Meerschaum is found in a handful of places around the world, but the most famous source for the stone is in and around the city of Eskisehir in western Turkey. A porous mineral, meerschaum is soft enough to be carved but hard enough to be polished, revealing the incredible skill of the artisans who began making pipes out of the material in the 18th century. By the late 19th century, an ornately carved meerschaum pipe or cheroot holder was a status symbol for the men who smoked them in their clubs and book-lined studies. But by the end of World War I, fancy meerschaum pipes had been superseded by the clean, geometric look that would become Art Deco.
During its heyday, from roughly the 1870s to the 1920s, pipe makers in Hungary and other Eastern European countries, many of whom were Jews who passed their trade from son to son, transformed blank blocks of white meerschaum into everything from the heads of figures from history and literature to angels in repose and hunters on horseback. Cheroot holders, which have smaller bowls than full pipes, feature some of the most intricate carvings, while cylindrical cigar holders are less detailed due to their small surface area. Some of the most popular subjects of antique meerschaum include depictions of leaders such as Napoleon, knights and noblemen, and sailors, who often appear inebriated, sometimes clutching a bottle as they lean against the pipe's bowl.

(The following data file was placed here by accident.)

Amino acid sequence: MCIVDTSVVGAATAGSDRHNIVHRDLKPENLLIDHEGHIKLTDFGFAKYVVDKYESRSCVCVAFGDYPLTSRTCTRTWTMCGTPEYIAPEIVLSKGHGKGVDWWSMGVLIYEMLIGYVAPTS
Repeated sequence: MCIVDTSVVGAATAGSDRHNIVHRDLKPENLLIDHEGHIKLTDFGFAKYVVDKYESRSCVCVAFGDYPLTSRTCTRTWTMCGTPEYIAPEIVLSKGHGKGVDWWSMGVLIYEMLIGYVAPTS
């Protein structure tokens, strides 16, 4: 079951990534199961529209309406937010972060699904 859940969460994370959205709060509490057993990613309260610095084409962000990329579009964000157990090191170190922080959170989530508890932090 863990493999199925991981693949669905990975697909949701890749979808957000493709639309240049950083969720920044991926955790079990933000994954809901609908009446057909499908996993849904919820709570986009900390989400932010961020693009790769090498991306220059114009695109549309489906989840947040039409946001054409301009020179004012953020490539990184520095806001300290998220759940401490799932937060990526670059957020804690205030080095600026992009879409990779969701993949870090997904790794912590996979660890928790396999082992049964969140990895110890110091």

Beyond the appeal of their decorations, meerschaum pipes are popular with smokers for the quality of the smoking experience they produce. Unlike pipes made of briar root or cherry, meerschaum does not impart any flavor when smoked (although it must be added that many smokers enjoy the subtle flavors produced when smoking tobacco in a wood pipe). Because meerschaum does not conduct heat well, the bowl is always cool to the touch. And the porosity of meerschaum causes the pipe to change color over time as it used. Thus, the stone, which is carved white, turns a butterscotch brown when transformed into a pipe, filled with tobacco, and smoked, a process that’s frequently hurried along by rubbing a finished pipe with beeswax and sometimes ox blood.
Today meerschaum is not allowed to be exported from Turkey in its raw, block form, which has spurred new generations of carvers there. In many cases, the characters and subjects of contemporary carved meerschaum are positioned between the bowl, which is often left unadorned, and the end of the pipe's stem. Other styles emulate the classical saxophone shape of a large carved bowl attached to a stem that angles up to meet the smoker's mouth. The pipes are considered handsome enough, but in general, the details on contemporary pipes are less ornate and more formulaic than those on their forebears.